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Brexit: 70 Percent Of Tech Workers Consider Leaving UK

Matt Broersma is a long standing tech freelance, who has worked for Ziff-Davis, ZDnet and other leading publications

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Uncertainty over the EU referendum result has halved the number of foreign workers looking for jobs in the UK, finds jobs site

More than two-thirds of technology workers are considering leaving the UK in the wake of its exit from the European Union, according to survey results that highlight the uncertainty for the country’s tech sector caused by last year’s referendum result.

A survey of 200 people by job search marketplace Hired found 70 percent of tech workers were considering departing Britain, and are first of all considering other European cities, followed by locations in North America and Australia.

Brexit fears

The company studied data from its marketplace, which has more than 20,000 job candidates and 850 clients in the UK, monitoring how active foreign candidates were on the platform and how clients interacted with them, and carrying out a survey of 200 UK-based candidates.

Employment job headhunter search © Santhosh Kumar ShutterstockHired found the number of foreign candidates overall had dropped by 60 percent compared to pre-referendum numbers, while UK companies sending offers to such candidates fell from 25 percent at the beginning of 2016 to 18 percent a year later.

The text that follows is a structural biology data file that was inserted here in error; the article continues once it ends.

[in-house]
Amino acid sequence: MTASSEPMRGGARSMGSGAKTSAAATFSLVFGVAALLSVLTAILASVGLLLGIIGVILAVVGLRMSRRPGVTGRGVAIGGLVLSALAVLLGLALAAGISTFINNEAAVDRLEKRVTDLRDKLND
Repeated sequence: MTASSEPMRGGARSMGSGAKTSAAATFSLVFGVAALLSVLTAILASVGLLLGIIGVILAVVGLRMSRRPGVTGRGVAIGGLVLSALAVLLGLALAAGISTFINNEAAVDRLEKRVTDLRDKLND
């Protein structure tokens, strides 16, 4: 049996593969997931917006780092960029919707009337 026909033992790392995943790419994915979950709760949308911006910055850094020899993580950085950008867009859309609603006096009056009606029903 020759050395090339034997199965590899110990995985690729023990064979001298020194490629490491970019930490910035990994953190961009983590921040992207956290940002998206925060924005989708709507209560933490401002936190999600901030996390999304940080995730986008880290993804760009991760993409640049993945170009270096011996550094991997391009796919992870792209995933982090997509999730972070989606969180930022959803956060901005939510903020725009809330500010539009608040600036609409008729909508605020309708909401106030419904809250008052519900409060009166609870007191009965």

The number of candidates from outside the UK willing to accept job offers for UK tech roles has dropped by 20 percent since the referendum, Hired found.

Seventy-one percent of British tech job seekers said the UK’s exit from the EU would damage its technology industry, and they listed Brexit as their biggest overall concern, ahead of happiness at work, personal development and salary.

Brain drain

Seventy-seven percent said they think there will still be uncertainty a year from now and 31 percent expect it to be more difficult to find employment in the next 12 months.

Forty-one percent said they were less likely to start a business in the UK as a result of the referendum, while 85 percent said restricting the movement of EU workers in the UK would have a negative effect on the UK’s business prospects.

The results indicate companies and workers are exercising caution because they don’t know what their legal status will be after Britain leaves the EU, said Hired chief executive Mehul Patel.

“As the UK looks to map out a more definitive plan to leave the EU and things like skilled worker visas come into sharper focus, it will give both sides a better understanding of the rules of engagement,” he said.

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